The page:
On the field, Somerset Patriots General Manager Patrick McVerry pointed to the talent already in his outfield when asked about the possibility of the two players coming to Somerset.

“I think a lot of it comes down to needs,” McVerry said.

“When both players became available, I think we were pretty set in the outfield. If you look at our past, we aren’t a team that makes a lot of releases during the season, we like to give guys chances. When those names do come up, if you get one of them, you have to release somebody. We want give everybody a fair shake, and a fair shot at it. That’s part of the reason.”

The other part of the reason, perhaps, is negative publicity, and that’s a subject that McVerry would not offer comment on.

What he did go into detail about, however, is part of the philosophy that the team uses when choosing who to add and who not to add to the roster.

“We like guys that are referred to us by other guys on the team, and we like to have guys that our players are comfortable with being there,” McVerry said.

“When we talk to a player, it’s ‘Hey, Pressley…hey, Travis…have you played with this guy? Yeah, he’s a great guy, we should get that guy.’ Sparky’s motto has always been, you start with the clubhouse first. Build a good clubhouse, and the rest will fall into place hopefully. But if you have guys who enjoy each other, root for each other, and you have that team concept it will hopefully show on the field. For the most part, it’s happened over the course of our eleven seasons. I think that’s part of the philosophy that we’ve had. I don’t want to say that our philosophy is better than another one, but that’s how we operate.”


Ultimately, any move that a manager or general manager makes will affect his team’s fan base, hopefully in a positive way.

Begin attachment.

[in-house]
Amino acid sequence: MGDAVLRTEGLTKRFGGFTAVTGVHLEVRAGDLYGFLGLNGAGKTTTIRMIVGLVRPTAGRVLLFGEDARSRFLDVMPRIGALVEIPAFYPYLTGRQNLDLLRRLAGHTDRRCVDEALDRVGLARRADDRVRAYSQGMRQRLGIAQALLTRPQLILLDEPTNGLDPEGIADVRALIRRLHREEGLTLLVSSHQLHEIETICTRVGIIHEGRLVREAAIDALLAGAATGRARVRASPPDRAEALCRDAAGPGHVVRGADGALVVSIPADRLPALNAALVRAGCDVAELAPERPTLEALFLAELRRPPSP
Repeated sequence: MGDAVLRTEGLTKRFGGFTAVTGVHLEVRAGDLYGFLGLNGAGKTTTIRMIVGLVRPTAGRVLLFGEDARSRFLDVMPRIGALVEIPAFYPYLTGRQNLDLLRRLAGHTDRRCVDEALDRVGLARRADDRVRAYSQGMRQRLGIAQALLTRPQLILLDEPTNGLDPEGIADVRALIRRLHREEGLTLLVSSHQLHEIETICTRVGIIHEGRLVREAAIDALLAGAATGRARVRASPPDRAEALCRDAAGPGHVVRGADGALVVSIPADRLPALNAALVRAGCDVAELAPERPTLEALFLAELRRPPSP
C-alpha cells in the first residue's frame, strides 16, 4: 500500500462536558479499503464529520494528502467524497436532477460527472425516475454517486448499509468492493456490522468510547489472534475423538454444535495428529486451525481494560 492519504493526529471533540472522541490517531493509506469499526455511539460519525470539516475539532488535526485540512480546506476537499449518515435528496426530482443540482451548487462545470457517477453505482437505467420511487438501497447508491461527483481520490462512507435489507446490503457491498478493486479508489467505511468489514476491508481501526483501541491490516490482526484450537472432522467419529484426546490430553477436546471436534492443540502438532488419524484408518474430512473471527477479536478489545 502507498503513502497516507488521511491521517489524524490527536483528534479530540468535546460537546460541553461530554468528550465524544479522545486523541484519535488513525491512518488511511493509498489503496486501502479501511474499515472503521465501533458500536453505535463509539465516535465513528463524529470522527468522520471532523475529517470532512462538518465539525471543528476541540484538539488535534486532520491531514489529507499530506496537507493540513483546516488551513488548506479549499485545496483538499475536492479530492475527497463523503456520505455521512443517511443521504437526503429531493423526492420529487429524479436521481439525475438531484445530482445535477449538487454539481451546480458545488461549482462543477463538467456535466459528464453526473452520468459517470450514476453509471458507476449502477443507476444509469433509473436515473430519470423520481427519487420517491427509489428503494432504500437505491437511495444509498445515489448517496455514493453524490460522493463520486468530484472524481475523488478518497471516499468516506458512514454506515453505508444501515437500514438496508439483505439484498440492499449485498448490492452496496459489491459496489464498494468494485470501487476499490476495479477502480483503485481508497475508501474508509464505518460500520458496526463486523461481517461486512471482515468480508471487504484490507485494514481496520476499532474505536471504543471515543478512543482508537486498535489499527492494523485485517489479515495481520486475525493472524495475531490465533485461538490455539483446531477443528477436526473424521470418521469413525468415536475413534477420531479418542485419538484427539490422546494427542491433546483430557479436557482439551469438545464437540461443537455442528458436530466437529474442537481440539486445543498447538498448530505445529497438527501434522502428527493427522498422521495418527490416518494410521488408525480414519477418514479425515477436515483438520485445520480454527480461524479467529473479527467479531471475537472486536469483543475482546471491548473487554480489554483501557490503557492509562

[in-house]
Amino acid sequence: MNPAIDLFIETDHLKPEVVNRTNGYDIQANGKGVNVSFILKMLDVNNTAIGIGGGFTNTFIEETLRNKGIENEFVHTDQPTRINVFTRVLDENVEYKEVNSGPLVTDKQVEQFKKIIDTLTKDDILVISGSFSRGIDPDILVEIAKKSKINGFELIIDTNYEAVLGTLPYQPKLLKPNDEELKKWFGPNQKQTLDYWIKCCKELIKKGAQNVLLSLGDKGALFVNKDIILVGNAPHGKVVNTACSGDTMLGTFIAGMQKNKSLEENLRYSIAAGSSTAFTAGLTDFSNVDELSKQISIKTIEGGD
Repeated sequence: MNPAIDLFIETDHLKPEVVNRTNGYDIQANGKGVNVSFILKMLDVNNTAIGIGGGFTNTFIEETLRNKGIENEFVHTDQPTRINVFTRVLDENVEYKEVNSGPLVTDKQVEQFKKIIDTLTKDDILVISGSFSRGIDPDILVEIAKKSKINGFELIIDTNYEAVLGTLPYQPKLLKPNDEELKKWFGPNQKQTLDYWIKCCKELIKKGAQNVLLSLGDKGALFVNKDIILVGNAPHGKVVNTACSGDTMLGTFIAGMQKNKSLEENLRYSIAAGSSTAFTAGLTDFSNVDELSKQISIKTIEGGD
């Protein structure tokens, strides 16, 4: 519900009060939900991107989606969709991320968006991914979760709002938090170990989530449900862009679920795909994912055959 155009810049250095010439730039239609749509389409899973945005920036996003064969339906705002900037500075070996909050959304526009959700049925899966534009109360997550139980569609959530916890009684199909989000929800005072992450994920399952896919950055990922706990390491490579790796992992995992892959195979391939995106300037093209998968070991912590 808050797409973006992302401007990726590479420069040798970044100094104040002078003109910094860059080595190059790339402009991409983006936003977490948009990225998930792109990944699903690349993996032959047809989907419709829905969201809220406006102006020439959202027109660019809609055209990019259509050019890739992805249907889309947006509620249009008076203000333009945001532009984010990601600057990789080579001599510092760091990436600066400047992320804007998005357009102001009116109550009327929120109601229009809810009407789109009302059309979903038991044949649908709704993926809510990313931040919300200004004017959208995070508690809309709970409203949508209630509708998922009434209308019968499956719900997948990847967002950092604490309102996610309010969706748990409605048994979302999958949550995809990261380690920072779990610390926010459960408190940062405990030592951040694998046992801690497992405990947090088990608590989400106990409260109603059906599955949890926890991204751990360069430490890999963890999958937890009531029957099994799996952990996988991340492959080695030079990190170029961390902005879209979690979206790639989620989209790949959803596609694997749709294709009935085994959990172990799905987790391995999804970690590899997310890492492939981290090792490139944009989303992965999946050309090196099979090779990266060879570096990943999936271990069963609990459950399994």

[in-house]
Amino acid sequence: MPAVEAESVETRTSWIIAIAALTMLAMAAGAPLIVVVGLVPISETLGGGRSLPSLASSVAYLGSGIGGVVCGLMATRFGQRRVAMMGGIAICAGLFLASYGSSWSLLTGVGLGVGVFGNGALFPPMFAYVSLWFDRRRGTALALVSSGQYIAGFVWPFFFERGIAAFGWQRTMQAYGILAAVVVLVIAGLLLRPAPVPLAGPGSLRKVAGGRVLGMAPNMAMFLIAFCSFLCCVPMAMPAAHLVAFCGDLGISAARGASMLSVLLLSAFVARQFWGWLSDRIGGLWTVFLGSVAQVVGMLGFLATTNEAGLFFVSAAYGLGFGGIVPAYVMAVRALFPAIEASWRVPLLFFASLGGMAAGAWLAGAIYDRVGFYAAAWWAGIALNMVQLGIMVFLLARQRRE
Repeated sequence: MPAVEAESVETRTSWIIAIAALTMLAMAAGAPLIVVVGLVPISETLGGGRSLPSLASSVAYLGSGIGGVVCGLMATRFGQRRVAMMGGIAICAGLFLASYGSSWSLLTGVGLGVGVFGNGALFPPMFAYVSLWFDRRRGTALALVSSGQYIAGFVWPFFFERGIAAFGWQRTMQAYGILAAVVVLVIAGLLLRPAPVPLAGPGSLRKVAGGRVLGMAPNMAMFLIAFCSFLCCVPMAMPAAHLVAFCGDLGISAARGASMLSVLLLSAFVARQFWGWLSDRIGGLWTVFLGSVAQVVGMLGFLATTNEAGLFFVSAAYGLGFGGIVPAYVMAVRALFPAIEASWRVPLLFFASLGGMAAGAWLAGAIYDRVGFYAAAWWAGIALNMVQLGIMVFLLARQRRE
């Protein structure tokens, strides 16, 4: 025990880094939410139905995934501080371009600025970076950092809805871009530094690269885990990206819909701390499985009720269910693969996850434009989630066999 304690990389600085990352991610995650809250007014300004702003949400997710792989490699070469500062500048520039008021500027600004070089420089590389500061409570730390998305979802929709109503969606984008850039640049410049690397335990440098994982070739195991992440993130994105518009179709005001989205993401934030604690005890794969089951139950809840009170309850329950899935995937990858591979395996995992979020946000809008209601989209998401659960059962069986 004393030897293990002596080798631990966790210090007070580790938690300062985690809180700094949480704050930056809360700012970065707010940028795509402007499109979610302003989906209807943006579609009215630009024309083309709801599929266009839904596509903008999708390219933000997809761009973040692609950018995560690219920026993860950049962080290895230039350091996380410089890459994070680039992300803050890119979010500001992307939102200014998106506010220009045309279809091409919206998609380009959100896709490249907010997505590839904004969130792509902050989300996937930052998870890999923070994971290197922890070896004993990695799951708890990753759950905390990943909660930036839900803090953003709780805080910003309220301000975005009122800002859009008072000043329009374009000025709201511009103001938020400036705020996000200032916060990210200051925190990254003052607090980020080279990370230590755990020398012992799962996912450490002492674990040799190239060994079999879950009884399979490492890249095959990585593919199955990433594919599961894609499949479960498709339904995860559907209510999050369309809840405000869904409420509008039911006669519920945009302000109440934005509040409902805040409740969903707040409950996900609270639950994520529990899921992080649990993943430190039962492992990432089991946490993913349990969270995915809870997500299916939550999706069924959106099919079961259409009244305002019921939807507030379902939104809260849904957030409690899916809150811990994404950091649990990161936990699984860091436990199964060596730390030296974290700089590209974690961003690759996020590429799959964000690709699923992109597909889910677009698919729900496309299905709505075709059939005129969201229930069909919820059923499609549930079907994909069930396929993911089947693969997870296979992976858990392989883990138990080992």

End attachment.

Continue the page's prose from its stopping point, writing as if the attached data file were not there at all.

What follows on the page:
Both the Ducks and Patriots are consistently among the best drawing teams in the league, and in all likelihood, would not be significantly affected one way or the other by signing or not signing Jay Gibbons and Nook Logan.

But it’s the Ducks fans that get to see the duo in white and cheer for them, and both players had nothing but positive things to say not only about those fans, but fans all around the league.

“It’s been great, everybody’s been supportive of me,” Gibbons said.

“Even when I got released, I got letters and stuff. The fans have been nice.”

Anyone expecting syringes to be thrown at players, a la Barry Bonds, or even negative signs would certainly be disappointed.

“Even when I was in spring training with the Dodgers, there was none of that,” Logan said.

“I guess people understand that people are in different situations, and I was put in a bad situation and made a bad decision. It’s time to move on.”

And for Gibbons and Logan, they hope to use the Atlantic League as a stepping stone to move on, and move back to the big leagues in the very near future. – Mike Ashmore



1. playballnyy - June 27, 2008

nice piece mike

2. jevans - June 27, 2008

nice piece, mike, but i have to call you out on suggesting that logan’s stats back his claim of not trying to “enhance peformance” (certainly he’s not the first — see Andy Petitte). Don’t get me wrong, I TOTALLY understand why players do ANYTHING to sustain a career (most of us are lying if we said we wouldn’t consider it); however, isn’t knowingly ingesting a banned substance to quicken the natural healing process simply another form of “enhancing” on-field performance? so the guy doesn’t hit home runs…neither does roger clemens.

3. M - June 27, 2008